EGU22-12779, updated on 28 Mar 2022
EGU General Assembly 2022
© Author(s) 2022. This work is distributed under
the Creative Commons Attribution 4.0 License.

Observation-based quantification of forest management in Europe

Susanne Suvanto1, Adriane Esquivel-Muelbert1, Mart-Jan Schelhaas2, Paloma Ruiz-Benito3,4, Helena Henttonen5, Miguel Zavala3, Gerald Kändler6, Golo Stadelmann7, Andrzej Talarczyk8, Jonas Fridman9, Leen Govaere10, Emil Cienciala11, and Thomas Pugh1,12
Susanne Suvanto et al.
  • 1School of Geography, Earth and Environmental Sciences, University of Birmingham, United Kingdom
  • 2Wageningen Environmental Research, Wageningen University and Research, Wageningen, Netherlands
  • 3Grupo de Ecología Forestal y Restauración (FORECO), Departamento de Ciencias de la Vida, Universidad de Alcalá, Spain
  • 4Grupo de Investigación en Teledetección Ambiental, Departamento de Geología, Geografía y Medio Ambiente, Universidad de Alcalá, Spain
  • 5Natural Resources Institute Finland (Luke), Helsinki, Finland
  • 6Department of Biometrics, Forest Research Institute Baden-Württemberg, Freiburg, Germany
  • 7Swiss Federal Institute for Forest, Snow and Landscape Research WSL, Birmensdorf, Switzerland
  • 8Forest and Natural Resources Research Centre Foundation, Warsaw, Poland
  • 9Swedish University of Agricultural Sciences, Department of Forest Resource Management, Umeå, Sweden
  • 10Agency of Nature and Forests, Flanders, Belgium
  • 11IFER - Institute of Forest Ecosystem Research Ltd., Jílové u Prahy, Czech Republic
  • 12Deptartment of Physical Geography and Ecosystem Science, Lund University, Sweden

Forests in Europe have been modified by centuries of intensive land use, substantially influencing forest dynamics and biomass stocks, as well as forest interactions with climate. This makes the accounting for forest management crucial in any large-scale analysis of forest ecosystems, including the estimation of the forest carbon sink dynamics. However, the realistic representation of management in projection models is still hindered by the availability of data. To fill this gap, we analyzed recent forest harvest information in permanent plots of national forest and landscape inventories in several European countries. We used the harvest status information of individual trees between two measurements to characterize probability of different types of harvest events (partial cut vs removal of all trees), harvest intensity and characteristics of harvested trees on a plot level. These results were aggregated to a spatial grid, catching variations on sub-national scale. We then quantified the relationships of harvest events and their properties with potential predictors, including pre-harvest status of the forest (e.g., stand basal area, species and size structure of trees) and climatic, abiotic and socio-economic variables. The results reveal the variation in how forests are currently managed across the continent, with the differences stemming from different climatic and ecological conditions as well as different histories, priorities and goals of forest use and management. For example, the prevalence of even-aged rotation forestry with clear cuts in northern Europe is captured in the results as higher intensities of harvest events and higher probabilities for removing all trees. The results provide a realistic quantification of the current forest harvesting regimes across Europe, providing much needed detail in our understanding of contemporary management practices and a finer spatial resolution compared to existing data sources, such as national-level harvest statistics.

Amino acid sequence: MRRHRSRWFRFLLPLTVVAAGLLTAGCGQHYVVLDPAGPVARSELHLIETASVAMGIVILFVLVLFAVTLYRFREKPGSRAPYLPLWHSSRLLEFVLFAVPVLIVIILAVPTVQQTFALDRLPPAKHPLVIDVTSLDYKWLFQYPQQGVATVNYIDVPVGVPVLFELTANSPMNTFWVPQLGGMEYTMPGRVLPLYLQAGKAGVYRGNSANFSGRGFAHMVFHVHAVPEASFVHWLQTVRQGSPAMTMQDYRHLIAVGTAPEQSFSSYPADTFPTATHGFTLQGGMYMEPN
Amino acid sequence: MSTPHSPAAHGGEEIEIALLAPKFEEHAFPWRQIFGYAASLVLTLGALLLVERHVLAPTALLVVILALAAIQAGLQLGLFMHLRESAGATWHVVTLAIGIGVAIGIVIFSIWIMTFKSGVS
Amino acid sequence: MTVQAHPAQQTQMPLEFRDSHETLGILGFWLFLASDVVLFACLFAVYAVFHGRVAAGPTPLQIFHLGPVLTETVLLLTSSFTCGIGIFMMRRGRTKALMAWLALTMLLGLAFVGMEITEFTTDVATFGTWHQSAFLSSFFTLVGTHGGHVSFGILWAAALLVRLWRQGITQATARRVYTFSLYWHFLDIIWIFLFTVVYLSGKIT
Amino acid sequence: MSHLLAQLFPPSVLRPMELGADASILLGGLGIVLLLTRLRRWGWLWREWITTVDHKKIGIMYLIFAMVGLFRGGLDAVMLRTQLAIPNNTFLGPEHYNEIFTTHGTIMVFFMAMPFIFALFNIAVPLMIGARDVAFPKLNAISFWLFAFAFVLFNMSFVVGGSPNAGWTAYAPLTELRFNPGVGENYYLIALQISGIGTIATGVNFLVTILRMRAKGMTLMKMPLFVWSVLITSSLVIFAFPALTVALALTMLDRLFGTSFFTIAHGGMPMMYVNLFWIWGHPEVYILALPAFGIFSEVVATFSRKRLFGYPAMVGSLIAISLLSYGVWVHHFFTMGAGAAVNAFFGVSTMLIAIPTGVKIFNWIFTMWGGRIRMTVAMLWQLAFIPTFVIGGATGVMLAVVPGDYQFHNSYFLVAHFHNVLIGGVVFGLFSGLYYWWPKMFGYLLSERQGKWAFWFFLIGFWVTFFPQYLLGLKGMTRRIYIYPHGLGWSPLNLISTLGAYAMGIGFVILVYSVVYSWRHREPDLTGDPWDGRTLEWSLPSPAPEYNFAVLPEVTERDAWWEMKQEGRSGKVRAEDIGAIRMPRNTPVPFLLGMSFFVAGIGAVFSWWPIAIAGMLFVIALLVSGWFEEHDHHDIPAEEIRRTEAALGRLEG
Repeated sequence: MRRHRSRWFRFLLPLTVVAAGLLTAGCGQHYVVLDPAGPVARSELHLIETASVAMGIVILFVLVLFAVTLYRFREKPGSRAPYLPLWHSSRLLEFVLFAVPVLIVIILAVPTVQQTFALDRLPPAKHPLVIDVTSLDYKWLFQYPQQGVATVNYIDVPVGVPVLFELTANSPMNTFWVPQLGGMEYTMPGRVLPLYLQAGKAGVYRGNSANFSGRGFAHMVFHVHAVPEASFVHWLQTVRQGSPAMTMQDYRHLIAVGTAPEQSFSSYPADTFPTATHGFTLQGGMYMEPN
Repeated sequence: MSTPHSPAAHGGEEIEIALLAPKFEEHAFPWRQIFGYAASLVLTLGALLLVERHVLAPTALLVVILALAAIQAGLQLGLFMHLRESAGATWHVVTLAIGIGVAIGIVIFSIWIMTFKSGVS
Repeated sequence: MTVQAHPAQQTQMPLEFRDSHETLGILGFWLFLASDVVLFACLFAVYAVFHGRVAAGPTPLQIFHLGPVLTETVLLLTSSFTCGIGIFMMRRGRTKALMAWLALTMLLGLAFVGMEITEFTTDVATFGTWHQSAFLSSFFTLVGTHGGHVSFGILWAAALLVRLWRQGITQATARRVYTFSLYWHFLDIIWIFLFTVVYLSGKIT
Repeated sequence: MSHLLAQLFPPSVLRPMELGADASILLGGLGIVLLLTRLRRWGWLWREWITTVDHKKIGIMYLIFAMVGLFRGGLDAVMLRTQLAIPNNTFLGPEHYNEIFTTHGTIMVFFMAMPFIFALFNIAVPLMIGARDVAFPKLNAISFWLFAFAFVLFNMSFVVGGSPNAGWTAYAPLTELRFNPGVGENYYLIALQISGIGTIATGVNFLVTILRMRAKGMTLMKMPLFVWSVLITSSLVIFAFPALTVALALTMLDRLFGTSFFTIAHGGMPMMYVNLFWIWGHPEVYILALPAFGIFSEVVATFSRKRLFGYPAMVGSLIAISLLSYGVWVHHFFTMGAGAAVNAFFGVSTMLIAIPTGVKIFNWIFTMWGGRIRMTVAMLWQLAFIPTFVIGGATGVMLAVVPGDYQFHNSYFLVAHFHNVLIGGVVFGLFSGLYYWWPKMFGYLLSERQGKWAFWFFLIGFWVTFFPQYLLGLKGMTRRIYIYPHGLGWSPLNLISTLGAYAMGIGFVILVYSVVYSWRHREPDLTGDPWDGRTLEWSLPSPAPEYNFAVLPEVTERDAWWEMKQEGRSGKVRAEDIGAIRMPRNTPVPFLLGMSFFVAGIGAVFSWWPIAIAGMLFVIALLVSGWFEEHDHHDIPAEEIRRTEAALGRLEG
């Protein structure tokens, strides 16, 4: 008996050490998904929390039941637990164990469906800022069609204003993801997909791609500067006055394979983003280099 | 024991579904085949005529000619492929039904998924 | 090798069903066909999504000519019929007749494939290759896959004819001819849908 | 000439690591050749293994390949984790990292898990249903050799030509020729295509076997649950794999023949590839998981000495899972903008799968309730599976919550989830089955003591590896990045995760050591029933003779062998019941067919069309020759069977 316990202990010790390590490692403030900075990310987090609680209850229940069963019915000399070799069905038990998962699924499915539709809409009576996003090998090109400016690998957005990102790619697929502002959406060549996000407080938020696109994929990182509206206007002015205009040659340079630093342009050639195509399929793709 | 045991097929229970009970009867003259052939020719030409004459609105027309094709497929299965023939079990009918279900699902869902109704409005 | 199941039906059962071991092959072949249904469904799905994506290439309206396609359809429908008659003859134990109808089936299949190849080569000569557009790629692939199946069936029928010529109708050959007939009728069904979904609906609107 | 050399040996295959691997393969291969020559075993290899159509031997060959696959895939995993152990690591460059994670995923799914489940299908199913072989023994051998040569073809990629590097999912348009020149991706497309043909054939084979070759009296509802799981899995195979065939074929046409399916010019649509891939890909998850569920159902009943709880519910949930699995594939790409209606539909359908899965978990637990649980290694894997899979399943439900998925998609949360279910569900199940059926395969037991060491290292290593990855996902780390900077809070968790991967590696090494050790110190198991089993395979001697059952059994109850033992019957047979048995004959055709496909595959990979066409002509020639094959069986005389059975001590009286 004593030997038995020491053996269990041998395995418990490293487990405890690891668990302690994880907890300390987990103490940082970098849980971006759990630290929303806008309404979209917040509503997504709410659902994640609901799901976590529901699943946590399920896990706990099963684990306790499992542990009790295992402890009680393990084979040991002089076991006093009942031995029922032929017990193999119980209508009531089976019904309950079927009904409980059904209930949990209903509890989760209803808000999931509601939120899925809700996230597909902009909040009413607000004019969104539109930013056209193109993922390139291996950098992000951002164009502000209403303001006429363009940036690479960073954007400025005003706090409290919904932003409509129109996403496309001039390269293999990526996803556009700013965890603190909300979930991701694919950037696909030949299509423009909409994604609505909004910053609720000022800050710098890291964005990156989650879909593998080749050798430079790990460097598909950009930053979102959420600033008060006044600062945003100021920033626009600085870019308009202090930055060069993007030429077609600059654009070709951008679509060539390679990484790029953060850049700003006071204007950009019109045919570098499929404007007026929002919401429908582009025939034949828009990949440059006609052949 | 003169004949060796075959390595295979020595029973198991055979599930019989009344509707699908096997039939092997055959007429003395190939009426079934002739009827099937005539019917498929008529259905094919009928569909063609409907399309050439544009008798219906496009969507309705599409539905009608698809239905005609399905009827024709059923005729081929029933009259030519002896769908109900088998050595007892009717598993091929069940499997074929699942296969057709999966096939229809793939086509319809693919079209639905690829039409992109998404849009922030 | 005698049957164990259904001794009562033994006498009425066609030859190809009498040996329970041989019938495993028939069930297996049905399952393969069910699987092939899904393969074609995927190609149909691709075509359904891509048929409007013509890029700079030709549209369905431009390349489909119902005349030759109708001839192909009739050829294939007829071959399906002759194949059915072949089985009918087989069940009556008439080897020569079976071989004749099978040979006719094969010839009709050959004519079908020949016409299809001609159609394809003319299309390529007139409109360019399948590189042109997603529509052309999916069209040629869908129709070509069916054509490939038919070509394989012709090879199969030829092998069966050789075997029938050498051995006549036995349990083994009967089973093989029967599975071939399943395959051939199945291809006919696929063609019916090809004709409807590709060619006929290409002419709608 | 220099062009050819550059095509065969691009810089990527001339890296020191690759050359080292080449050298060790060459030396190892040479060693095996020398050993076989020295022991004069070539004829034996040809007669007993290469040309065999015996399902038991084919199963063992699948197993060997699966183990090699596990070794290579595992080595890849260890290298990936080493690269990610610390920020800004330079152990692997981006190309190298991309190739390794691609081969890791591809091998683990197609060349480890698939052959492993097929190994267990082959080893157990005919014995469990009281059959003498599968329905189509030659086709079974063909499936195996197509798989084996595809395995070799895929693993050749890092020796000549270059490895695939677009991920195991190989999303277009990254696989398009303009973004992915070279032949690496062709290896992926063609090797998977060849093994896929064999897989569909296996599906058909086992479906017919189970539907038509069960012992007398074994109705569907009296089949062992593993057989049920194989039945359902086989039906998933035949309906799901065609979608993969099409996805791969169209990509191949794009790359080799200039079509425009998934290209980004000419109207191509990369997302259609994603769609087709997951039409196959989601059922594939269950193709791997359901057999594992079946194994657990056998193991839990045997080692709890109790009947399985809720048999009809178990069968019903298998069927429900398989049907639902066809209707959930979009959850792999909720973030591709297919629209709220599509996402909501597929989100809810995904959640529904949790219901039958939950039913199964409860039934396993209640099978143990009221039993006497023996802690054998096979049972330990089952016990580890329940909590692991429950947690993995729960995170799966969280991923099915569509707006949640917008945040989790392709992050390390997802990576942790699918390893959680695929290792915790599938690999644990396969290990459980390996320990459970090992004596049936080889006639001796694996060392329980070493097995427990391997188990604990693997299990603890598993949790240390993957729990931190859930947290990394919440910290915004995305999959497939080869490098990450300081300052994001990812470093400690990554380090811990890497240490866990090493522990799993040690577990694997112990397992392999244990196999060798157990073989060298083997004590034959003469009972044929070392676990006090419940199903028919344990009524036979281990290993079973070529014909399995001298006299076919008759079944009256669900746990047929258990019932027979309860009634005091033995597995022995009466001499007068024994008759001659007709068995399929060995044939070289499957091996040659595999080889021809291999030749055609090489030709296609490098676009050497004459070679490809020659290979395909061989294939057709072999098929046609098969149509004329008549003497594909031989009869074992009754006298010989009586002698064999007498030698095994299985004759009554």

How to cite: Suvanto, S., Esquivel-Muelbert, A., Schelhaas, M.-J., Ruiz-Benito, P., Henttonen, H., Zavala, M., Kändler, G., Stadelmann, G., Talarczyk, A., Fridman, J., Govaere, L., Cienciala, E., and Pugh, T.: Observation-based quantification of forest management in Europe, EGU General Assembly 2022, Vienna, Austria, 23–27 May 2022, EGU22-12779,, 2022.